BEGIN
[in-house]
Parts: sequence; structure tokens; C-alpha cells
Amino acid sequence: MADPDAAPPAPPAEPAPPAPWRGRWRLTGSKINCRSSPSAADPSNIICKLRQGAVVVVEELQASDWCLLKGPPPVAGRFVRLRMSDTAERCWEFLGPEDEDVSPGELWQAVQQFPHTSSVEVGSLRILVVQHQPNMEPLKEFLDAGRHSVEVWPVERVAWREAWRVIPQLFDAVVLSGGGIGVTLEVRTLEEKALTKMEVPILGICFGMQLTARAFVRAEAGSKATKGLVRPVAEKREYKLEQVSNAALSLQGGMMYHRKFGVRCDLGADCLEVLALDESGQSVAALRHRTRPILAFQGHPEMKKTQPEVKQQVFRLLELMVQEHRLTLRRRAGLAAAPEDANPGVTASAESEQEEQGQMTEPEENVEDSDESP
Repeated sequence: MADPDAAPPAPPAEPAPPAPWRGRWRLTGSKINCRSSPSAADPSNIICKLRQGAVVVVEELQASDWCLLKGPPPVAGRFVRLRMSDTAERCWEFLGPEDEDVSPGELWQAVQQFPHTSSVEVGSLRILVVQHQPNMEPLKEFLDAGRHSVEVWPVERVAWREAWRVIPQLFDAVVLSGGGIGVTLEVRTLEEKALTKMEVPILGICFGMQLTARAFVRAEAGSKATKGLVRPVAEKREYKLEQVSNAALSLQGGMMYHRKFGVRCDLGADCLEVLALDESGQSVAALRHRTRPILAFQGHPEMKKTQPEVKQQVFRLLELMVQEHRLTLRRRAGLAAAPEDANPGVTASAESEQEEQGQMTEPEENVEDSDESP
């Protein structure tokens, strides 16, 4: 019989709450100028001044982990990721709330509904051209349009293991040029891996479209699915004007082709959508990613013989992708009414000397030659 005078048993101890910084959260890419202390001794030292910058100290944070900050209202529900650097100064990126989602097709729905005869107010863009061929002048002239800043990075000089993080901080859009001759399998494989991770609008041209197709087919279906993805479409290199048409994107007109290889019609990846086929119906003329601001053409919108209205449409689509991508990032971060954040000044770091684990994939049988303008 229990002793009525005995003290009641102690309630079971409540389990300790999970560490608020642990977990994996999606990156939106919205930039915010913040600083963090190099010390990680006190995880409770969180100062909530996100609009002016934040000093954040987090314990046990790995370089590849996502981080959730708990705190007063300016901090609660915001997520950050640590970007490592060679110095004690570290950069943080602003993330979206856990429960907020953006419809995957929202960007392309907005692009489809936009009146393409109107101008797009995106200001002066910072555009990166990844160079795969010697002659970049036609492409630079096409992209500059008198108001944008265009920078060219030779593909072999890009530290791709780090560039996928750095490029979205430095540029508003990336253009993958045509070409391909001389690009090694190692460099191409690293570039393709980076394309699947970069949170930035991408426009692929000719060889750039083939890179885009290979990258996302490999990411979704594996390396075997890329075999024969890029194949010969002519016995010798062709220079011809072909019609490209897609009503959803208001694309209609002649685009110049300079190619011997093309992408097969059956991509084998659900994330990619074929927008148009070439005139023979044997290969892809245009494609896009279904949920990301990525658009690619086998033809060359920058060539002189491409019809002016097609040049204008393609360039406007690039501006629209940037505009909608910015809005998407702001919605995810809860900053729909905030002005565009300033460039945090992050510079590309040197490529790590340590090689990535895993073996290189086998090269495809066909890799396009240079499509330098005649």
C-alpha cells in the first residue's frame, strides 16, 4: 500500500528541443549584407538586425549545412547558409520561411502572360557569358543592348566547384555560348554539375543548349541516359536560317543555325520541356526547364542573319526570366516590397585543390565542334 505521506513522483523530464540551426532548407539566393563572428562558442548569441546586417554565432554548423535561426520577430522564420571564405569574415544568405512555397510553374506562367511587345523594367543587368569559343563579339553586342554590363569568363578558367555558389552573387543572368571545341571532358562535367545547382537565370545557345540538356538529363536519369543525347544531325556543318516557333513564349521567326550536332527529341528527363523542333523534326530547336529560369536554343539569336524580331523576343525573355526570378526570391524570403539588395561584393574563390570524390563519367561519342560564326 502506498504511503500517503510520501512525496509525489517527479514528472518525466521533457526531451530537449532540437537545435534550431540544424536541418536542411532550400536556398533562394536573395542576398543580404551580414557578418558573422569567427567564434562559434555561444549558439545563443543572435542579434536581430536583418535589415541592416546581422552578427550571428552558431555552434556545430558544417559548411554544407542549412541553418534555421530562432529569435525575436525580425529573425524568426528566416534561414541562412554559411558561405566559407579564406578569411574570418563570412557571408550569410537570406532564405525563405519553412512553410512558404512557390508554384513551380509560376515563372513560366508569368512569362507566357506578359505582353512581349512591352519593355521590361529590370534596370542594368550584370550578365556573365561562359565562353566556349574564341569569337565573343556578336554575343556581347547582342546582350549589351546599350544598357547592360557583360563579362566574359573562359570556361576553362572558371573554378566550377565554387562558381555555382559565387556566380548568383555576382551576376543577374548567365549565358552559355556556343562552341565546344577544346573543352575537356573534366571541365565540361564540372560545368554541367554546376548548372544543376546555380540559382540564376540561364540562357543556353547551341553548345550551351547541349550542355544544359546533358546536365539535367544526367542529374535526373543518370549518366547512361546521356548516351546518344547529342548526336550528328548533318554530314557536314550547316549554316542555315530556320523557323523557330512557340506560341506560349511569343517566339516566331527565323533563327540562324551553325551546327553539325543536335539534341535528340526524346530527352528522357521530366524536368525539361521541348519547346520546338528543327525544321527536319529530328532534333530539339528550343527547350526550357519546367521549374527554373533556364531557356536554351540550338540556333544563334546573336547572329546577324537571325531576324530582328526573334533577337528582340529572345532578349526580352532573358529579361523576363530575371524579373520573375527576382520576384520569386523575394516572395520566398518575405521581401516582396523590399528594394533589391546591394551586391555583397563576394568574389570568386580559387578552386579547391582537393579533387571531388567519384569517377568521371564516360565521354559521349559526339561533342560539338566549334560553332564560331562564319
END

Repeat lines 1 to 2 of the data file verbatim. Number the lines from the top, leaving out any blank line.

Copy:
[in-house]
Parts: sequence; structure tokens; C-alpha cells